Health And Wellness

I'm Perfectly Happy Being Fat. Stop Making It Your Issue.

Photo: Courtesy of the author
photo of author

"But you have such a pretty face! And it's what's on the inside that should matter!" my coworker would exclaim with exaggerated incredulity as I pouted over my coffee about having impressively bad dating luck.

Now, I'm certain she meant well with those two seemingly conflicting statements. She thought I had fantastic qualities that would make me a fantastic partner, or at least a solid date.

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The problem is, when you're the fat chick in the office, you hear this stuff all the time. And about 90 percent of the time it's a backhanded compliment meant to imply that I'm totally dateable despite the fact that I'm fat.

Think about all those times guys have called you "sweetheart" with that insufferable little smile, or heavily hinted at the fact you didn't look pretty enough for a certain job. It's the exact same feeling.

It's not just people at work and my formerly sad dating life that like to remind me of my size, though. TV does it all the time.

When two girls become friends at school, they go shopping. When mothers and daughters bond, they go shopping. It's an experience that plus-sized women are excluded from as a rule.

When you're used to being able to walk into any store and find something you can try on without worrying about busting some expensive seams, it may not occur to you that not all your friends fit in literally. So before you invite me out clothes shopping, be mindful of where you're bringing me.

Remember that the vast majority of brick and mortar shopping areas aren't going to carry a size above a size 14, so unless you want to see me do the sad shuffle in the accessories section for an hour while you try on dresses, take me somewhere that at least has a plus-size section.

I'm very aware of the fact that I'm fat trust me. I've had this body for longer than you've been familiar with it; I'm intimately aware of every crack, crevice, and curve. I really don't need someone eyeing my hamburger while telling me that their meal is only 400 calories.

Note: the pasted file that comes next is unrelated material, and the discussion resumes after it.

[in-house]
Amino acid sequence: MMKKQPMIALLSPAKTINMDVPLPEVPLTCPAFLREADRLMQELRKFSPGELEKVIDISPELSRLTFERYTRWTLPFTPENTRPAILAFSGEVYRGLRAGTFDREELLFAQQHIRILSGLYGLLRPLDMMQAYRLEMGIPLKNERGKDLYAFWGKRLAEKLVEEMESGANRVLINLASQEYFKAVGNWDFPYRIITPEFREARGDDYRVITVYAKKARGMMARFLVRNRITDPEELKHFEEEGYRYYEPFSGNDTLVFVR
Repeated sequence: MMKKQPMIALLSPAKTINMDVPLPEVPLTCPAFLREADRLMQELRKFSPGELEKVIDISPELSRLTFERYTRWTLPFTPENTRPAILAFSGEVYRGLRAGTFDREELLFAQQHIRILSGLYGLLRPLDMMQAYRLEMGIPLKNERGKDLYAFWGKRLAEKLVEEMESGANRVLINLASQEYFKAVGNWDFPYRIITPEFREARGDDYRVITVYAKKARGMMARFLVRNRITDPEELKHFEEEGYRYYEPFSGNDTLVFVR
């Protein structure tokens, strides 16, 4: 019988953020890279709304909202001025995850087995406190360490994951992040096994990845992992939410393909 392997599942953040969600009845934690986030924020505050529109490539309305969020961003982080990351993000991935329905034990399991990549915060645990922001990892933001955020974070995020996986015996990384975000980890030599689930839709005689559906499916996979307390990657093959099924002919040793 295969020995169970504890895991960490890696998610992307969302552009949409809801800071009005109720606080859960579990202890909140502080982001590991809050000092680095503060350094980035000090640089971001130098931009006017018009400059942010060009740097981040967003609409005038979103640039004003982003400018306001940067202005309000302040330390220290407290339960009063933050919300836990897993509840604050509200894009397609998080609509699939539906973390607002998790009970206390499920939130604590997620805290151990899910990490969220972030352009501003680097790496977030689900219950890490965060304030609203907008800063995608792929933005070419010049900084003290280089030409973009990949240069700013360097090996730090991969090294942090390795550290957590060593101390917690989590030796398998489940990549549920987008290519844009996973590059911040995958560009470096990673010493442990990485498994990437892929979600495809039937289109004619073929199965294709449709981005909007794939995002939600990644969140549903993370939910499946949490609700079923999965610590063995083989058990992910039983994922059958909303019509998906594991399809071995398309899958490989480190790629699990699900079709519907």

Photo: Author

When I flip the tables, I imagine the people who make comments like this are, best case scenario, trying to help me eat healthier. But even when we look at the brightest possible side, there are a number of issues chief among them being that I didn't actually ask for your help.

You don't know anything about what I'm eating or why. For all you know I'm recovering from an eating disorder and you just screwed up my ability to eat for the next week.

But the other part of it is about being upset that other people aren't following "the rules." As female-bodied folks, we're given especially strict rules as to how we're supposed to behave in society, especially in the context of an environment like an office.

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We can eat, but we're supposed to be apologetic about it. "I'll have this last piece of cake; I'm going jogging later today anyway." We're supposed to pay for not appearing to be perfect.

So when we see people breaking the rules — or worse, breaking the rules and not even appearing to be sorry about it  we have this visceral gut reaction.

Like when we study all night for a test and see some kid in class pull out a cheat sheet. We worked hard to fit in and do well, so for the love of cheesecake everyone else should have to follow the rules too.

Before I became aware of the reason these women felt the need to try and keep me in line, I'd get embarrassed, sometimes even angry at the way they'd treat me in public. Now I'm just overwhelmingly sad for them.

I remember being in a place where I felt so badly about myself that I had to make other people feel just as poorly about themselves so I wouldn't be suffering alone.

I hope these women figure out they aren't obligated to hate or constantly change their bodies to suit someone else's idea of what they should look like.

But it's like the advice we always get about bad dating partners: you can't change someone who doesn't see an issue with their actions yet.

So in the meantime, I'm just trying to focus on loving myself and keeping my head above water. Fat floats, you know.

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Natalie Slaughter is an Executive Assistant at Robotics at Cruise who writes during her spare time. Follow Natalie on Twitter.

This article was originally published at SheSaid. Reprinted with permission from the author.